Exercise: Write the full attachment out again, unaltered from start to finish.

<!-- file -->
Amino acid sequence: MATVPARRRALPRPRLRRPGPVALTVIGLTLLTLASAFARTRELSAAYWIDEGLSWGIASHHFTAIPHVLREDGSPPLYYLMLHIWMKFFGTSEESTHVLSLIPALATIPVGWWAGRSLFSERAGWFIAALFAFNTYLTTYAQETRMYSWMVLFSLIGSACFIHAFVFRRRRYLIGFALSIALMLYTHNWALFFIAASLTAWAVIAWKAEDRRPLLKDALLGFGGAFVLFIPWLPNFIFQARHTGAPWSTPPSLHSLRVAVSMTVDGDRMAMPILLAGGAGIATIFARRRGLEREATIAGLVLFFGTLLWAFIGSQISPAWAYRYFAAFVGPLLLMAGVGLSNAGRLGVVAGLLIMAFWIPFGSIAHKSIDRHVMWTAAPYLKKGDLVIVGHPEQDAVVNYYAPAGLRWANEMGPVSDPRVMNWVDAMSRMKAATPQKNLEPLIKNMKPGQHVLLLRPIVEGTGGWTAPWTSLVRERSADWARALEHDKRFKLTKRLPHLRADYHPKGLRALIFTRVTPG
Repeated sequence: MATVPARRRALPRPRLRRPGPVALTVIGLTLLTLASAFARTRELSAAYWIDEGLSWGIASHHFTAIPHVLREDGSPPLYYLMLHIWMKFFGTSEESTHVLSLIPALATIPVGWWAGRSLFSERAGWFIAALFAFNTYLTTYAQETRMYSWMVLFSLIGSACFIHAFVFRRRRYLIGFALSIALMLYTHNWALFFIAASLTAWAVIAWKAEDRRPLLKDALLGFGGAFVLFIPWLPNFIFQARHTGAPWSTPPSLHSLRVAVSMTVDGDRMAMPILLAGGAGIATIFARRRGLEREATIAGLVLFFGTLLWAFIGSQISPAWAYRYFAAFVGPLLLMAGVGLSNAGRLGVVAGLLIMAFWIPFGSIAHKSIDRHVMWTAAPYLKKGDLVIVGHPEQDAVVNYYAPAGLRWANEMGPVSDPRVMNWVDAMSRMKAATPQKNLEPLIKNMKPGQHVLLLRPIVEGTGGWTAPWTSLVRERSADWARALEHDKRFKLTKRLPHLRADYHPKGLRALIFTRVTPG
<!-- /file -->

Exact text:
Amino acid sequence: MATVPARRRALPRPRLRRPGPVALTVIGLTLLTLASAFARTRELSAAYWIDEGLSWGIASHHFTAIPHVLREDGSPPLYYLMLHIWMKFFGTSEESTHVLSLIPALATIPVGWWAGRSLFSERAGWFIAALFAFNTYLTTYAQETRMYSWMVLFSLIGSACFIHAFVFRRRRYLIGFALSIALMLYTHNWALFFIAASLTAWAVIAWKAEDRRPLLKDALLGFGGAFVLFIPWLPNFIFQARHTGAPWSTPPSLHSLRVAVSMTVDGDRMAMPILLAGGAGIATIFARRRGLEREATIAGLVLFFGTLLWAFIGSQISPAWAYRYFAAFVGPLLLMAGVGLSNAGRLGVVAGLLIMAFWIPFGSIAHKSIDRHVMWTAAPYLKKGDLVIVGHPEQDAVVNYYAPAGLRWANEMGPVSDPRVMNWVDAMSRMKAATPQKNLEPLIKNMKPGQHVLLLRPIVEGTGGWTAPWTSLVRERSADWARALEHDKRFKLTKRLPHLRADYHPKGLRALIFTRVTPG
Repeated sequence: MATVPARRRALPRPRLRRPGPVALTVIGLTLLTLASAFARTRELSAAYWIDEGLSWGIASHHFTAIPHVLREDGSPPLYYLMLHIWMKFFGTSEESTHVLSLIPALATIPVGWWAGRSLFSERAGWFIAALFAFNTYLTTYAQETRMYSWMVLFSLIGSACFIHAFVFRRRRYLIGFALSIALMLYTHNWALFFIAASLTAWAVIAWKAEDRRPLLKDALLGFGGAFVLFIPWLPNFIFQARHTGAPWSTPPSLHSLRVAVSMTVDGDRMAMPILLAGGAGIATIFARRRGLEREATIAGLVLFFGTLLWAFIGSQISPAWAYRYFAAFVGPLLLMAGVGLSNAGRLGVVAGLLIMAFWIPFGSIAHKSIDRHVMWTAAPYLKKGDLVIVGHPEQDAVVNYYAPAGLRWANEMGPVSDPRVMNWVDAMSRMKAATPQKNLEPLIKNMKPGQHVLLLRPIVEGTGGWTAPWTSLVRERSADWARALEHDKRFKLTKRLPHLRADYHPKGLRALIFTRVTPG